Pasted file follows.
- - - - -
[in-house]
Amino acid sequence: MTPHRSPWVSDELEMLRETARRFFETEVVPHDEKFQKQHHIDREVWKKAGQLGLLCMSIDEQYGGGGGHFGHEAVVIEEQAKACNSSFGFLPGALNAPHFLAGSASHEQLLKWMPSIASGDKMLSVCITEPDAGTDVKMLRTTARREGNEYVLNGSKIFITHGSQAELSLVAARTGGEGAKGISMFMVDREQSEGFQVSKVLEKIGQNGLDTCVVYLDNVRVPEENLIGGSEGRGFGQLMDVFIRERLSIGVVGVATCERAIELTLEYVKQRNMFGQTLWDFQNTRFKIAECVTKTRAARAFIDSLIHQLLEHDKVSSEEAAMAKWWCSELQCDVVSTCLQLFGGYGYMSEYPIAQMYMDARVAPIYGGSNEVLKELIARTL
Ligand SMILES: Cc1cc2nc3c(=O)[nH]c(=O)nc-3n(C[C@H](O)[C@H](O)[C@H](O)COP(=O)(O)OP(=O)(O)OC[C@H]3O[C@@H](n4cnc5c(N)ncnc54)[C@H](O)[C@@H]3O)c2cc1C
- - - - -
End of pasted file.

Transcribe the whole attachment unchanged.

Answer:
[in-house]
Amino acid sequence: MTPHRSPWVSDELEMLRETARRFFETEVVPHDEKFQKQHHIDREVWKKAGQLGLLCMSIDEQYGGGGGHFGHEAVVIEEQAKACNSSFGFLPGALNAPHFLAGSASHEQLLKWMPSIASGDKMLSVCITEPDAGTDVKMLRTTARREGNEYVLNGSKIFITHGSQAELSLVAARTGGEGAKGISMFMVDREQSEGFQVSKVLEKIGQNGLDTCVVYLDNVRVPEENLIGGSEGRGFGQLMDVFIRERLSIGVVGVATCERAIELTLEYVKQRNMFGQTLWDFQNTRFKIAECVTKTRAARAFIDSLIHQLLEHDKVSSEEAAMAKWWCSELQCDVVSTCLQLFGGYGYMSEYPIAQMYMDARVAPIYGGSNEVLKELIARTL
Ligand SMILES: Cc1cc2nc3c(=O)[nH]c(=O)nc-3n(C[C@H](O)[C@H](O)[C@H](O)COP(=O)(O)OP(=O)(O)OC[C@H]3O[C@@H](n4cnc5c(N)ncnc54)[C@H](O)[C@@H]3O)c2cc1C